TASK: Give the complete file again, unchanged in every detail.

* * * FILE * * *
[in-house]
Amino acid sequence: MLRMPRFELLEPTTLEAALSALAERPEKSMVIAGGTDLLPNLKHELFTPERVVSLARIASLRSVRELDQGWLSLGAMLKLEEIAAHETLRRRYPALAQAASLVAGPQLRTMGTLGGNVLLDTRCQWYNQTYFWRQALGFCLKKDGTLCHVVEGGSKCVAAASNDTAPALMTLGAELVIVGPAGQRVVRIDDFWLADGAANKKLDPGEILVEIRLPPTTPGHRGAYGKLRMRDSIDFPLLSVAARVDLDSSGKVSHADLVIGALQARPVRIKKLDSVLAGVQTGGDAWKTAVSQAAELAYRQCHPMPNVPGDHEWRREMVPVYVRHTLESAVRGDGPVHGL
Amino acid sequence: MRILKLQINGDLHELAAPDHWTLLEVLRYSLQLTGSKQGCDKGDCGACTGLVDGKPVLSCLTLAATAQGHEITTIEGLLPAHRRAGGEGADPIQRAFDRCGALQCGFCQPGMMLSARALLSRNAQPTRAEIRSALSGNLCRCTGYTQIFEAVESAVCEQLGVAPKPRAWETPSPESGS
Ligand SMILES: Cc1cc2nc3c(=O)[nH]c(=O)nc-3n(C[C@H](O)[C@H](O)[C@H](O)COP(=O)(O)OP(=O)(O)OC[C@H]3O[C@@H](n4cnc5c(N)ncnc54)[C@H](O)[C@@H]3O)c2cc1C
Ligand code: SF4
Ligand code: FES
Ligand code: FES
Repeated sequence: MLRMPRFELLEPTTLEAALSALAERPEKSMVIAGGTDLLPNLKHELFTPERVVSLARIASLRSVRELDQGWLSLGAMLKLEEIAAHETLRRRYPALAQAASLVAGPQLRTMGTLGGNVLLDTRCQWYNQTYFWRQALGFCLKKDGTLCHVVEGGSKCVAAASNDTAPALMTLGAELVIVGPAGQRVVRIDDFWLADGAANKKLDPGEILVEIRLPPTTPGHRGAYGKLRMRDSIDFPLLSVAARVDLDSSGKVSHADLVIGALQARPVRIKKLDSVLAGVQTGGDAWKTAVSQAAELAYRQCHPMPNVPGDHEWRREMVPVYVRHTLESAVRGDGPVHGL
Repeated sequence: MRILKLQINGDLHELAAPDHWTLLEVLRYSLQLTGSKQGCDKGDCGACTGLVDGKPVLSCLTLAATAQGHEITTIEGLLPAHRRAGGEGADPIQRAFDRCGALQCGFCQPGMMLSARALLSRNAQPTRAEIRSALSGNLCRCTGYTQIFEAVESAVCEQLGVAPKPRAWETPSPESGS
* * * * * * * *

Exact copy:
[in-house]
Amino acid sequence: MLRMPRFELLEPTTLEAALSALAERPEKSMVIAGGTDLLPNLKHELFTPERVVSLARIASLRSVRELDQGWLSLGAMLKLEEIAAHETLRRRYPALAQAASLVAGPQLRTMGTLGGNVLLDTRCQWYNQTYFWRQALGFCLKKDGTLCHVVEGGSKCVAAASNDTAPALMTLGAELVIVGPAGQRVVRIDDFWLADGAANKKLDPGEILVEIRLPPTTPGHRGAYGKLRMRDSIDFPLLSVAARVDLDSSGKVSHADLVIGALQARPVRIKKLDSVLAGVQTGGDAWKTAVSQAAELAYRQCHPMPNVPGDHEWRREMVPVYVRHTLESAVRGDGPVHGL
Amino acid sequence: MRILKLQINGDLHELAAPDHWTLLEVLRYSLQLTGSKQGCDKGDCGACTGLVDGKPVLSCLTLAATAQGHEITTIEGLLPAHRRAGGEGADPIQRAFDRCGALQCGFCQPGMMLSARALLSRNAQPTRAEIRSALSGNLCRCTGYTQIFEAVESAVCEQLGVAPKPRAWETPSPESGS
Ligand SMILES: Cc1cc2nc3c(=O)[nH]c(=O)nc-3n(C[C@H](O)[C@H](O)[C@H](O)COP(=O)(O)OP(=O)(O)OC[C@H]3O[C@@H](n4cnc5c(N)ncnc54)[C@H](O)[C@@H]3O)c2cc1C
Ligand code: SF4
Ligand code: FES
Ligand code: FES
Repeated sequence: MLRMPRFELLEPTTLEAALSALAERPEKSMVIAGGTDLLPNLKHELFTPERVVSLARIASLRSVRELDQGWLSLGAMLKLEEIAAHETLRRRYPALAQAASLVAGPQLRTMGTLGGNVLLDTRCQWYNQTYFWRQALGFCLKKDGTLCHVVEGGSKCVAAASNDTAPALMTLGAELVIVGPAGQRVVRIDDFWLADGAANKKLDPGEILVEIRLPPTTPGHRGAYGKLRMRDSIDFPLLSVAARVDLDSSGKVSHADLVIGALQARPVRIKKLDSVLAGVQTGGDAWKTAVSQAAELAYRQCHPMPNVPGDHEWRREMVPVYVRHTLESAVRGDGPVHGL
Repeated sequence: MRILKLQINGDLHELAAPDHWTLLEVLRYSLQLTGSKQGCDKGDCGACTGLVDGKPVLSCLTLAATAQGHEITTIEGLLPAHRRAGGEGADPIQRAFDRCGALQCGFCQPGMMLSARALLSRNAQPTRAEIRSALSGNLCRCTGYTQIFEAVESAVCEQLGVAPKPRAWETPSPESGS